Homeland Security Watch

News and analysis of critical issues in homeland security

April 6, 2006

WHTI angst on the US-Canada border

Filed under: Border Security — by Christian Beckner on April 6, 2006

The Globe and Mail and other Canadian news sources reported today on remarks by the new Canadian Ambassador to the United States, Michael Wilson, expressing concern about the implementation of the Western Hemisphere Travel Initiative and the related travel document deadlines:

Canada wants the United States to delay new rules requiring all cross-border travellers to carry passports by January, 2008, because of the enormous cost and complexity of the scheme.

Michael Wilson, Canada’s ambassador to the United States, warned yesterday of “confusion and congestion” at the border if Washington rushes to implement the new requirement without weighing potential costs.

“We have doubts as to whether the timetable can be met,” Mr. Wilson said at a conference on Canada-U.S. border issues in Washington.

He said Ottawa is willing to work with the White House and Congress “to get it right,” even if that means pushing back deadlines.

This is a real threat on the horizon to cross-border travel and commerce. If the United States stops admitting Canadians without passports on 1/1/2008, that’s going to hurt border communities and more importantly, it’s going to harm the broader US-Canada relationship. The two governments shouldn’t wait until the 11th hour to hash this out; they should work expeditiously to resolve these issues soon.

Meanwhile, the Seattle P-I reported yesterday on similar concerns among members of Congress from border states:

Moving to make life easier and cheaper for Americans visiting Canada, a bipartisan group of senators demanded Tuesday that the federal government create a free “day pass” that would allow U.S. citizens traveling north to re-enter the country without first obtaining an expensive passport.

The legislation offered by Sen. Charles Schumer, D-N.Y., and supported by Sen. Patty Murray, D-Wash., is a direct response to a decision last year by the Departments of State and Homeland Security denying U.S. citizens the ability to re-enter the country without a passport after Dec. 31, 2007.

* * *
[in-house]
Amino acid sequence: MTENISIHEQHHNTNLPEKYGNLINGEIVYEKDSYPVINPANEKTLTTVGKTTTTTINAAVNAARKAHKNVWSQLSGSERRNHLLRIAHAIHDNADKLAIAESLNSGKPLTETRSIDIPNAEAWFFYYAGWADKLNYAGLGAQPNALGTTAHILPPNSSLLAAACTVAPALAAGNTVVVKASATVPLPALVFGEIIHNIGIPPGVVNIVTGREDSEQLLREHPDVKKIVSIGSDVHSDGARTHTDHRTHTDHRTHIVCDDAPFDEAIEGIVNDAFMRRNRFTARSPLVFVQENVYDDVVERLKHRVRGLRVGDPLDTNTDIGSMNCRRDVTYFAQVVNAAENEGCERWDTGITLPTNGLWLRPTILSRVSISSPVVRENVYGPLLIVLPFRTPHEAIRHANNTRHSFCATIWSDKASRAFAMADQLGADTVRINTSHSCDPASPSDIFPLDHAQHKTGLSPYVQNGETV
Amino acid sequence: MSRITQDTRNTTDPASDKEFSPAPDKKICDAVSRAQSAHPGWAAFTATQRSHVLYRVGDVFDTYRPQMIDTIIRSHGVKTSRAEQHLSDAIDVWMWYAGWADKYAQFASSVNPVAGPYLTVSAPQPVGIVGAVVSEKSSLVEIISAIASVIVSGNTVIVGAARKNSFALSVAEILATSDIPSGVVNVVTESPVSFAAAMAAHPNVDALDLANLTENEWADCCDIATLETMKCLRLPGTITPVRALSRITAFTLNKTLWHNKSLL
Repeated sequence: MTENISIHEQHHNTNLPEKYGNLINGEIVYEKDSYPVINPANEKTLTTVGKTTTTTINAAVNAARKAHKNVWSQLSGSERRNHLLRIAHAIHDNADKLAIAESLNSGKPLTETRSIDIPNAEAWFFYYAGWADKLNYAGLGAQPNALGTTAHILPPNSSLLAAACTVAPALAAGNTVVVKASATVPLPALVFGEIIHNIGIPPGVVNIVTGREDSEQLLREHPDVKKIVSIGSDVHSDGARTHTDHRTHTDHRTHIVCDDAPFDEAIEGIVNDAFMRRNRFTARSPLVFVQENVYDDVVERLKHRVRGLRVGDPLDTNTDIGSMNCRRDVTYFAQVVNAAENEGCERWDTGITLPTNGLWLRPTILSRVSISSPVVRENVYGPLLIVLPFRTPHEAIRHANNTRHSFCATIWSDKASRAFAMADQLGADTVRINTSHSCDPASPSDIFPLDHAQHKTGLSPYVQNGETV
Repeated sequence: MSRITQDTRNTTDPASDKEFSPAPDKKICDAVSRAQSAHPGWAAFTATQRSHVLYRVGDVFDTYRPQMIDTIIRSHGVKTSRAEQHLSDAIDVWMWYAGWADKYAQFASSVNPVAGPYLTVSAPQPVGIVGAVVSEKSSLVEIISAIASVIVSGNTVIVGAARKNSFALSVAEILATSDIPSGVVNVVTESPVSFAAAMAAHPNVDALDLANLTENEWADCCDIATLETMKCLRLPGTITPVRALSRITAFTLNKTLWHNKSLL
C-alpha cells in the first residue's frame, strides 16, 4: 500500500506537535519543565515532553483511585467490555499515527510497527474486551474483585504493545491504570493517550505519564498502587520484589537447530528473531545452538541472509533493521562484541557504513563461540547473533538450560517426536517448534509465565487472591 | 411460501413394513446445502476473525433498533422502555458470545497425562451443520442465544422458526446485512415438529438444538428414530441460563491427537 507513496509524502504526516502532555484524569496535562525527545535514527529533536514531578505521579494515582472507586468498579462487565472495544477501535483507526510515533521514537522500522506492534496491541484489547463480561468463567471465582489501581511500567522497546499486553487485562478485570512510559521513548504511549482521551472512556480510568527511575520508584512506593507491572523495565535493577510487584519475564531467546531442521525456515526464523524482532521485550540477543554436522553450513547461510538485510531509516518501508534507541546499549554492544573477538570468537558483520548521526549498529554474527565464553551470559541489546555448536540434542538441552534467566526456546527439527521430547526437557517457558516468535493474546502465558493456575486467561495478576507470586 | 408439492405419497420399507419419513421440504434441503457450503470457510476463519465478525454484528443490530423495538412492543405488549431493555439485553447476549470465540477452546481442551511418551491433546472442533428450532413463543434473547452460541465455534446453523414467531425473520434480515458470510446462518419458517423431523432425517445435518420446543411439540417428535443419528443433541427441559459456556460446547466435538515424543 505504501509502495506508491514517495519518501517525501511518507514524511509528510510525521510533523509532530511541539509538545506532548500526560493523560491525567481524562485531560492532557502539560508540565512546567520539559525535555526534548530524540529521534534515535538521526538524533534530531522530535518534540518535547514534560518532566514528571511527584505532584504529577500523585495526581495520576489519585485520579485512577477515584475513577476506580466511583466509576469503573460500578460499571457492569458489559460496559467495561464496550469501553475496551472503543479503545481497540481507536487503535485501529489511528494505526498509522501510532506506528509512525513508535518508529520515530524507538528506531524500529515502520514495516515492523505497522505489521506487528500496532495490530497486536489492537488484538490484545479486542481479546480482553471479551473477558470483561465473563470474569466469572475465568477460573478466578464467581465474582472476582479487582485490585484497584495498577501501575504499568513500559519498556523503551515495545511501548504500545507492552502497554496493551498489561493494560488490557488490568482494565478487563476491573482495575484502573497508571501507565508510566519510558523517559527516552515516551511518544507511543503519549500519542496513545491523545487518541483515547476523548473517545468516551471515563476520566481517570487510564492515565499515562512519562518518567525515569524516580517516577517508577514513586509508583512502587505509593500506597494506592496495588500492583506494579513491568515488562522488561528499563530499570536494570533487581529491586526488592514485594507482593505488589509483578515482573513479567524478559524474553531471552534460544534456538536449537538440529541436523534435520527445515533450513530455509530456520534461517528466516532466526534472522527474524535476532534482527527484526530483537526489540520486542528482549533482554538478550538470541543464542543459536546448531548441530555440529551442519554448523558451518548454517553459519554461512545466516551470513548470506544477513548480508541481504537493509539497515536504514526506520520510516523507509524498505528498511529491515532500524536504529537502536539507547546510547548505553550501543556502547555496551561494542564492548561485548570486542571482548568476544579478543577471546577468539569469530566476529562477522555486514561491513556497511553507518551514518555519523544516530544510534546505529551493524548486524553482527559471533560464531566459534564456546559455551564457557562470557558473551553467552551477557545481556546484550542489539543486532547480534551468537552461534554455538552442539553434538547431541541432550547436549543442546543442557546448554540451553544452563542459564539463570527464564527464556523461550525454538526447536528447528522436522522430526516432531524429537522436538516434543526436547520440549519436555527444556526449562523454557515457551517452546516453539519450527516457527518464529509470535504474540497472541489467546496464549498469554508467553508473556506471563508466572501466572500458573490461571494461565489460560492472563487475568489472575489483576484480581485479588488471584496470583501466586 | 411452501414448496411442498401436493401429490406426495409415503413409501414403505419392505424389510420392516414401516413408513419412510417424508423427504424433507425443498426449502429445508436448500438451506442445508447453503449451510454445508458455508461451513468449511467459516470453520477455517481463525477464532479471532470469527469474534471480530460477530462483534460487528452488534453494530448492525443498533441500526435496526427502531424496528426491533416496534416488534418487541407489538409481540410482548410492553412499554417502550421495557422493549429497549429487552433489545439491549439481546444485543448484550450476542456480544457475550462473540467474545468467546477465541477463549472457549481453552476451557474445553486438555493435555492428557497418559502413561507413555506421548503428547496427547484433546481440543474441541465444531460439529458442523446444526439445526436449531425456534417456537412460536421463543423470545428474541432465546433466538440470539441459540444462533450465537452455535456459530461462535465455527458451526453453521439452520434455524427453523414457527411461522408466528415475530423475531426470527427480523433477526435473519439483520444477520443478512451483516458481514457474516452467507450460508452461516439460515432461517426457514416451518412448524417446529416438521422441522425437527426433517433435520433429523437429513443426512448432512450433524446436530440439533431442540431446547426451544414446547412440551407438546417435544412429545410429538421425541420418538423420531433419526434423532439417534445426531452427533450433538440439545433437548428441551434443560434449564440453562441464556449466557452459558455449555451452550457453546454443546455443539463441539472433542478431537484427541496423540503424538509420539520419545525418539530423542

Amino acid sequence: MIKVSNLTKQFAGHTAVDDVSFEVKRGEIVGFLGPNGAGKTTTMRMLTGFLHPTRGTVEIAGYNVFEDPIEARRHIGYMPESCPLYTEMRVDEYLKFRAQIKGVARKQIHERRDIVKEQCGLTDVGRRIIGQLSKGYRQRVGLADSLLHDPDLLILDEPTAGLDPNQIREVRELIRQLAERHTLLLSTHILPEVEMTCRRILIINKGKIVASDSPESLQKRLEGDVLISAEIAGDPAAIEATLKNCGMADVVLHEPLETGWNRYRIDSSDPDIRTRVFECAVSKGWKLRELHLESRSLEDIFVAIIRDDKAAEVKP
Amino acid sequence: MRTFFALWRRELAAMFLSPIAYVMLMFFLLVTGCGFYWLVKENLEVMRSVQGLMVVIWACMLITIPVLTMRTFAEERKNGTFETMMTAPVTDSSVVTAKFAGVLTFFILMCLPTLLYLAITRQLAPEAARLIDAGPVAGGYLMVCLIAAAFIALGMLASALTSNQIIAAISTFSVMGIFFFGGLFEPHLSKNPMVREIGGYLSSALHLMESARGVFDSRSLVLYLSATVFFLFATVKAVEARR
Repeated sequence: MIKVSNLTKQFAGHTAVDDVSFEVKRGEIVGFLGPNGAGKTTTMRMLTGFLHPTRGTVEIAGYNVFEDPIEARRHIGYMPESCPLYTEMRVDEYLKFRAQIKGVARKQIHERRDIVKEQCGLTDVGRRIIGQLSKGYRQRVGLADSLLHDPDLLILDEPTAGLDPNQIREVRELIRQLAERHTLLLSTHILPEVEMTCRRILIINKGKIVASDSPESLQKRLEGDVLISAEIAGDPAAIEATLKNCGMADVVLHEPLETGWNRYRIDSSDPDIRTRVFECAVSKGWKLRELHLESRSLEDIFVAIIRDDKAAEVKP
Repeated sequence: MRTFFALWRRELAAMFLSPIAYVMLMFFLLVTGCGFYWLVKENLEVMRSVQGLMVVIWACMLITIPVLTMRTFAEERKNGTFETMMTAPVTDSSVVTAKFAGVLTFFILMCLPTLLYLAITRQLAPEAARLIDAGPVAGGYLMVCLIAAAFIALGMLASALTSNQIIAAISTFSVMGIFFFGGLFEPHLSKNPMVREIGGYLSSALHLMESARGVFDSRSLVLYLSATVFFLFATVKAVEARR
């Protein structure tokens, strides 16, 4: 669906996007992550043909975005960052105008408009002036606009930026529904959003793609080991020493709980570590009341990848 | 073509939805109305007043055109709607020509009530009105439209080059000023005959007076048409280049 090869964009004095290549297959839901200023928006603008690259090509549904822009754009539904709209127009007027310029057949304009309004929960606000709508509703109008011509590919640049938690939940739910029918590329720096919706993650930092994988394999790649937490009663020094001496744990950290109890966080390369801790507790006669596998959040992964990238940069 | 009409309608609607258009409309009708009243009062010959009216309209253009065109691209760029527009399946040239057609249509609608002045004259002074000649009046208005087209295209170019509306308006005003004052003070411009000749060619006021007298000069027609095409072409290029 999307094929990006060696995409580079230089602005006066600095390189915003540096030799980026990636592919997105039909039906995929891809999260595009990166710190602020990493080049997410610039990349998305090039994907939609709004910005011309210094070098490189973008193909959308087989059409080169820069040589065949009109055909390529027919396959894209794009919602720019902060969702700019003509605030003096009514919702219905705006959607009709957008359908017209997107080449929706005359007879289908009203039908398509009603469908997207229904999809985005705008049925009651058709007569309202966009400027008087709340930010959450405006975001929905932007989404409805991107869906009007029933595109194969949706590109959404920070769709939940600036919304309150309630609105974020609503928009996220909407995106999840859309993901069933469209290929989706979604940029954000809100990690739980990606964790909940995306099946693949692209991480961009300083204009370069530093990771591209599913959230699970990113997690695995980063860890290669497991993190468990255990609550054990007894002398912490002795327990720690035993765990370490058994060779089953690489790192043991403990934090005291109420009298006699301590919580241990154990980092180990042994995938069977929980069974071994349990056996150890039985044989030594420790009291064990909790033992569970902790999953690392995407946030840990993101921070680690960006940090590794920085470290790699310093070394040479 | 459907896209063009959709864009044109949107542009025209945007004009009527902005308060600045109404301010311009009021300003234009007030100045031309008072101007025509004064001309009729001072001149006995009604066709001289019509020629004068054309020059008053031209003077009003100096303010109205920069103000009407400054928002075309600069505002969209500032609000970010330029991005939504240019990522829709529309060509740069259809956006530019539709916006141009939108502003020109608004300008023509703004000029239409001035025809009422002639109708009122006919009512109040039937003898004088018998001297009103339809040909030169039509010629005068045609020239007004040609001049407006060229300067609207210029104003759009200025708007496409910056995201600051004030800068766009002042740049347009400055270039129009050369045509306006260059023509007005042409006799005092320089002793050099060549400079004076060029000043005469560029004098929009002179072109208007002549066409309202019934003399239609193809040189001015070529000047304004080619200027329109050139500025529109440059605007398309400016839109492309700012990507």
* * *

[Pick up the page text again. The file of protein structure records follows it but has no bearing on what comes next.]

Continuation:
Critics, especially those along the northern border, sharply criticized the move, calling it expensive and punitive to those who routinely cross at places such as Blaine. The average cost of a passport, they said, is $97, meaning that it would cost a family of four from Seattle about $400 to visit Vancouver when the policy goes into effect….

A spokesman for the Department of Homeland Security said officials recognize the concern and are working on developing a pass card that would cost about $50.

Schumer and Murray say that’s still too expensive. But Homeland Security spokesman Jarrod Agen said the department doesn’t believe Congress should dictate a solution.

When the $50 estimate for the PASS cards was made in mid-January, I predicted that this would receive a strong adverse reaction from border state and border district members of Congress. I think the goals of the Western Hemisphere Travel Initiative are appropriate, but I don’t think that a purely fee-funded approach is the optimal route for this program. DHS and the State Department should find ways to reduce costs, and the Congress should consider subsidizing the cards, realizing that cross-border travel is a public good and of broad economic benefit to the United States and Canada.

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